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It can be viewed as a larger than usual scale errata. So if you already have the original Core book, you can simply use it and pull the remaster conversion information. And that is assuming you choose to play by remastered rules with Alignment gone and such. You can easily choose to simply play with the portions of the remaster that you as a group like. And use the books you have. As you presumably buy more books over time, you may get to a point where it might be worth it to invest in an updated copy of Players or GM Core to keep from needing to reference the larger remaster conversion/errata. But as mentioned, even the new books will have a little bit of Errata to them.

I ordered the new ones, because I could afford to, and want to support the transition. Back in my college days, I might have just stuck a printed off packet of sheets in the back of the core book I had and dealt with it until I graduated and got a job.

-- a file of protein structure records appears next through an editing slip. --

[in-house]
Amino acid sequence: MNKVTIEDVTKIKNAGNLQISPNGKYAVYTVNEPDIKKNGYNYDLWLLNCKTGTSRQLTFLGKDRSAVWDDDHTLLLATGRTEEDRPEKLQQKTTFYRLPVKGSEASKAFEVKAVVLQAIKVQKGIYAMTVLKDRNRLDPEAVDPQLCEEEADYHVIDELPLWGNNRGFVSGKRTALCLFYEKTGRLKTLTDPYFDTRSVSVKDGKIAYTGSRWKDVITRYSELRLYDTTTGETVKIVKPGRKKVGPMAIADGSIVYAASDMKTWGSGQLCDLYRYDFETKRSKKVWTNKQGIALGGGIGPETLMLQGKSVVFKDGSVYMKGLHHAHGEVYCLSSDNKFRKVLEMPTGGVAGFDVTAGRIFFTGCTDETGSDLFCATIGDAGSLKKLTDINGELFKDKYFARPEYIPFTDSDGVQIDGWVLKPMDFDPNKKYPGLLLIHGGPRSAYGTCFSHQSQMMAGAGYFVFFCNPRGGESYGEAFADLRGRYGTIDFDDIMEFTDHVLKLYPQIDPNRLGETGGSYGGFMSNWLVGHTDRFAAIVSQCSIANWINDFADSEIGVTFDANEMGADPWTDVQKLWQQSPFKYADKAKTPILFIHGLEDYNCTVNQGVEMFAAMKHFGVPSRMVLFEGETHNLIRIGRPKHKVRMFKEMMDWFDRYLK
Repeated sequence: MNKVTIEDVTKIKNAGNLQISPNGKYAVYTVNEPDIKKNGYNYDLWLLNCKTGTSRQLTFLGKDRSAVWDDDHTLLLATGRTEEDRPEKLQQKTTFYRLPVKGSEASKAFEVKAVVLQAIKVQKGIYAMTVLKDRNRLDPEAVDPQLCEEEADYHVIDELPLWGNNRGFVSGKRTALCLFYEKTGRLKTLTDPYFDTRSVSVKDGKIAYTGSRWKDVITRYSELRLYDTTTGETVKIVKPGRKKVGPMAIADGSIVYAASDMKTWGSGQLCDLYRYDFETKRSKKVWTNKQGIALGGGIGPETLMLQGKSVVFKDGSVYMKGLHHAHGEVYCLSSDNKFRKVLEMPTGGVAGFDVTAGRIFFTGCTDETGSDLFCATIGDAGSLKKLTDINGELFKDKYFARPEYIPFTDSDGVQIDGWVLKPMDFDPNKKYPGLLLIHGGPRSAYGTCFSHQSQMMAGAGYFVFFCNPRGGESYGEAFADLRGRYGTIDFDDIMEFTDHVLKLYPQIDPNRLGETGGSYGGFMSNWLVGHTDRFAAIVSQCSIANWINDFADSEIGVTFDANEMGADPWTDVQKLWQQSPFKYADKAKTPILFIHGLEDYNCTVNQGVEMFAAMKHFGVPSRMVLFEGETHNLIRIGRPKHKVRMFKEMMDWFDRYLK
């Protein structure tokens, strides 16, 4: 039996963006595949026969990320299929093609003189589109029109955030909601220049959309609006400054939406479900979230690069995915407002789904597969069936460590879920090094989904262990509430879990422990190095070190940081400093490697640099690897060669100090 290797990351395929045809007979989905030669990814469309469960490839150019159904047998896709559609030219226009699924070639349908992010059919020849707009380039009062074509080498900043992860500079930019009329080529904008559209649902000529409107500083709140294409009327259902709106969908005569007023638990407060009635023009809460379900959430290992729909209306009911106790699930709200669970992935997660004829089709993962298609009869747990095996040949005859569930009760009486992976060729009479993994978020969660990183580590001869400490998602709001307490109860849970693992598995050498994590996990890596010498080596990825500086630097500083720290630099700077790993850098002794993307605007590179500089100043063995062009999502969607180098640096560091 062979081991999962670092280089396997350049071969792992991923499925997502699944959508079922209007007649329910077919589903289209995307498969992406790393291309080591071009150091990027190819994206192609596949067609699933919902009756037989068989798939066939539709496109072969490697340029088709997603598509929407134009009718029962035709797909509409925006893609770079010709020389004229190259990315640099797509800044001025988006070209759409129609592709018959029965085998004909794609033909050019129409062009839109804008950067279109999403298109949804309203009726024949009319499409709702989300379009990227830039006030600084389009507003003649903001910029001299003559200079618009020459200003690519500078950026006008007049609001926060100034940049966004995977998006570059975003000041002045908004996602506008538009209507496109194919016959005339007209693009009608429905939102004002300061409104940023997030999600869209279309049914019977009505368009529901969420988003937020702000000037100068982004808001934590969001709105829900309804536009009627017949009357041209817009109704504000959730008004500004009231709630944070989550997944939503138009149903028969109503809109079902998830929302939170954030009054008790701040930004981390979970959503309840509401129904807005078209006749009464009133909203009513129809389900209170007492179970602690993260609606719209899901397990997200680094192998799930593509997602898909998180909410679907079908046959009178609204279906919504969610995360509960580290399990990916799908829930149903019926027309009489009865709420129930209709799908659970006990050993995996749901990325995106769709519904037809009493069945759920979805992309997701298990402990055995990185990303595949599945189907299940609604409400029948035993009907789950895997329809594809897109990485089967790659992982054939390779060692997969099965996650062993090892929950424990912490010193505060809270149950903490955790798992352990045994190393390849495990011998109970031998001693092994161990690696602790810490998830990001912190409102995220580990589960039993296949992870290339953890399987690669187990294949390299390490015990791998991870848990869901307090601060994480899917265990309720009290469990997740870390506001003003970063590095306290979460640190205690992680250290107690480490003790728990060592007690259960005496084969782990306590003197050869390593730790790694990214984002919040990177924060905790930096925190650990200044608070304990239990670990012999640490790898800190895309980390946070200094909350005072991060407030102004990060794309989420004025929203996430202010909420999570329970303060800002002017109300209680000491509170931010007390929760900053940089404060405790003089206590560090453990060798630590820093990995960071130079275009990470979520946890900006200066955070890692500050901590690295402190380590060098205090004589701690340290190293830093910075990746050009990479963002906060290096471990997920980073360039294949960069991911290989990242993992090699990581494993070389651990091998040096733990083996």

Both are perfectly valid prospects in my opinion.


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A spellbook with spells written in it would be a multi-component item.
In theory, the fact that pages are taken up could actually reduce the value of the book. (less blank pages to write the buyers spells in) In any case, as long as the spellbook has at least half the pages free, I don't see the worrying too much about discounting the 5sp for it having some pages full.

It would be accurate that any inscribed spells would present the opportunity to 'learn' each spell included similar to if they had a scroll. I also agree however that the book scribed copy would be worth Less than a scroll as the scroll has the potential to be used to cast the spell as a consumable.